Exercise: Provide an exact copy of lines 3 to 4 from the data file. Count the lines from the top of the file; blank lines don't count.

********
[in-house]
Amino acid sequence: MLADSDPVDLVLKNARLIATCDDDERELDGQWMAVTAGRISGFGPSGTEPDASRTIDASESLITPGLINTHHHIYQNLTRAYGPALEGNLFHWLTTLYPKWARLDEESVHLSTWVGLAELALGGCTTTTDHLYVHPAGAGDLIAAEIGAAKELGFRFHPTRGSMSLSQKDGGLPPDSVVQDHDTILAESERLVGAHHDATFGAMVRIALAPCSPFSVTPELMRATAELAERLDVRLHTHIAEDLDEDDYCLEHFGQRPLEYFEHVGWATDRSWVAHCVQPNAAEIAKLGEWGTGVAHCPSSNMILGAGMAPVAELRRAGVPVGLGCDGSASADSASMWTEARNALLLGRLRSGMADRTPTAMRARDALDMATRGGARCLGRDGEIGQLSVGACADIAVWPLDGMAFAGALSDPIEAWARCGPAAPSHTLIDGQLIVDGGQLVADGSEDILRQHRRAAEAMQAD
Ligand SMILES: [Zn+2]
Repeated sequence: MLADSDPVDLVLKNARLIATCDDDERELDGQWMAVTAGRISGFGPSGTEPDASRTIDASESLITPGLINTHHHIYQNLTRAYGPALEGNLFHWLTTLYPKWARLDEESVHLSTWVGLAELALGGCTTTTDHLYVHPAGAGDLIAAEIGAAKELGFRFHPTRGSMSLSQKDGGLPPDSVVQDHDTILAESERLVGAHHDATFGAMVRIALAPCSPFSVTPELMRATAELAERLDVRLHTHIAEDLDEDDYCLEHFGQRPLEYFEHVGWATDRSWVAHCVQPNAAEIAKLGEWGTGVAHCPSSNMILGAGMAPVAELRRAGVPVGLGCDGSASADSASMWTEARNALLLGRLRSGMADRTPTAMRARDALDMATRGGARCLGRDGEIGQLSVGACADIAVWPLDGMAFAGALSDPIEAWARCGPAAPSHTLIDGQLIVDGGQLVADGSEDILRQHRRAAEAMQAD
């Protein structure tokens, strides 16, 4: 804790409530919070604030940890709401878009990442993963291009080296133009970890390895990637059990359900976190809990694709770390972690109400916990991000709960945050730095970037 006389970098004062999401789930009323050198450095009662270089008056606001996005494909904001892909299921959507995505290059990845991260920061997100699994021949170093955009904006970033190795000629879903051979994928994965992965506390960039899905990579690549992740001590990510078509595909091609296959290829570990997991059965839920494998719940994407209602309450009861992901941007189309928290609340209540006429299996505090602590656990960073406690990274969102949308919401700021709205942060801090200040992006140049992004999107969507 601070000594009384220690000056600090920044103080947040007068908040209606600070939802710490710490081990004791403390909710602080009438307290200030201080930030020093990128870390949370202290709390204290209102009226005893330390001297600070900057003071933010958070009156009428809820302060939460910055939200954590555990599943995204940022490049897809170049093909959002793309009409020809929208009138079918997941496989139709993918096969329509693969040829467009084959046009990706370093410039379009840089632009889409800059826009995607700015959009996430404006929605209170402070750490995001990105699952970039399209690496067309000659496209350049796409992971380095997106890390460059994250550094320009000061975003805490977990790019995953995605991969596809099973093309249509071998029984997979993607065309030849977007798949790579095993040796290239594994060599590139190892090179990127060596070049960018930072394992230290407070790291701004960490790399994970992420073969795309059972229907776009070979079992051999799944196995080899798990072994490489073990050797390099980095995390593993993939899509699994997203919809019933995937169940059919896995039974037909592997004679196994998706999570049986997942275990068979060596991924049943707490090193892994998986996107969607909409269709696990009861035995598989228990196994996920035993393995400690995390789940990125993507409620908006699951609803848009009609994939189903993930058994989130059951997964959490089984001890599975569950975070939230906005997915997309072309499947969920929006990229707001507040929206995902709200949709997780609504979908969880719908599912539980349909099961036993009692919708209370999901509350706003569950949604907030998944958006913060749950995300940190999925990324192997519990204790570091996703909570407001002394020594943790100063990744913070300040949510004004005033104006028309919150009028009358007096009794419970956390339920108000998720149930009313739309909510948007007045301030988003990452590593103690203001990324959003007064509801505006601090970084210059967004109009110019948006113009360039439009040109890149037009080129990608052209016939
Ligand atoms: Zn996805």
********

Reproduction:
Ligand SMILES: [Zn+2]
Repeated sequence: MLADSDPVDLVLKNARLIATCDDDERELDGQWMAVTAGRISGFGPSGTEPDASRTIDASESLITPGLINTHHHIYQNLTRAYGPALEGNLFHWLTTLYPKWARLDEESVHLSTWVGLAELALGGCTTTTDHLYVHPAGAGDLIAAEIGAAKELGFRFHPTRGSMSLSQKDGGLPPDSVVQDHDTILAESERLVGAHHDATFGAMVRIALAPCSPFSVTPELMRATAELAERLDVRLHTHIAEDLDEDDYCLEHFGQRPLEYFEHVGWATDRSWVAHCVQPNAAEIAKLGEWGTGVAHCPSSNMILGAGMAPVAELRRAGVPVGLGCDGSASADSASMWTEARNALLLGRLRSGMADRTPTAMRARDALDMATRGGARCLGRDGEIGQLSVGACADIAVWPLDGMAFAGALSDPIEAWARCGPAAPSHTLIDGQLIVDGGQLVADGSEDILRQHRRAAEAMQAD